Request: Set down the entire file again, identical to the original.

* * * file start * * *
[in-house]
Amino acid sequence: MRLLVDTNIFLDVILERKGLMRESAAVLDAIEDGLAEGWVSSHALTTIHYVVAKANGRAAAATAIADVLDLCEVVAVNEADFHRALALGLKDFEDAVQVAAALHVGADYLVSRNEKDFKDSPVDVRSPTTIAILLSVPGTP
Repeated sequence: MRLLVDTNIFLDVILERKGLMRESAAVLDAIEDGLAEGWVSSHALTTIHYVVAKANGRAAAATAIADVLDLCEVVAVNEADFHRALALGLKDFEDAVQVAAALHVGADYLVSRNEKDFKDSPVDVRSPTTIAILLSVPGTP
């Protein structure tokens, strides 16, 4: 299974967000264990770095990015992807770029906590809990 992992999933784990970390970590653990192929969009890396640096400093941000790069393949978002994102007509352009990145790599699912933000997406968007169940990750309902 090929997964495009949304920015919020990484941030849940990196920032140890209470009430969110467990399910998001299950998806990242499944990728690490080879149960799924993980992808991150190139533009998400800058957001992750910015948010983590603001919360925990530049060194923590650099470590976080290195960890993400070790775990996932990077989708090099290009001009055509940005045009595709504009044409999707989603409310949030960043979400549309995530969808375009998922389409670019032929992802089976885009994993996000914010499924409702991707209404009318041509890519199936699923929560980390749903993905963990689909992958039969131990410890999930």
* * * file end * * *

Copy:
[in-house]
Amino acid sequence: MRLLVDTNIFLDVILERKGLMRESAAVLDAIEDGLAEGWVSSHALTTIHYVVAKANGRAAAATAIADVLDLCEVVAVNEADFHRALALGLKDFEDAVQVAAALHVGADYLVSRNEKDFKDSPVDVRSPTTIAILLSVPGTP
Repeated sequence: MRLLVDTNIFLDVILERKGLMRESAAVLDAIEDGLAEGWVSSHALTTIHYVVAKANGRAAAATAIADVLDLCEVVAVNEADFHRALALGLKDFEDAVQVAAALHVGADYLVSRNEKDFKDSPVDVRSPTTIAILLSVPGTP
């Protein structure tokens, strides 16, 4: 299974967000264990770095990015992807770029906590809990 992992999933784990970390970590653990192929969009890396640096400093941000790069393949978002994102007509352009990145790599699912933000997406968007169940990750309902 090929997964495009949304920015919020990484941030849940990196920032140890209470009430969110467990399910998001299950998806990242499944990728690490080879149960799924993980992808991150190139533009998400800058957001992750910015948010983590603001919360925990530049060194923590650099470590976080290195960890993400070790775990996932990077989708090099290009001009055509940005045009595709504009044409999707989603409310949030960043979400549309995530969808375009998922389409670019032929992802089976885009994993996000914010499924409702991707209404009318041509890519199936699923929560980390749903993905963990689909992958039969131990410890999930």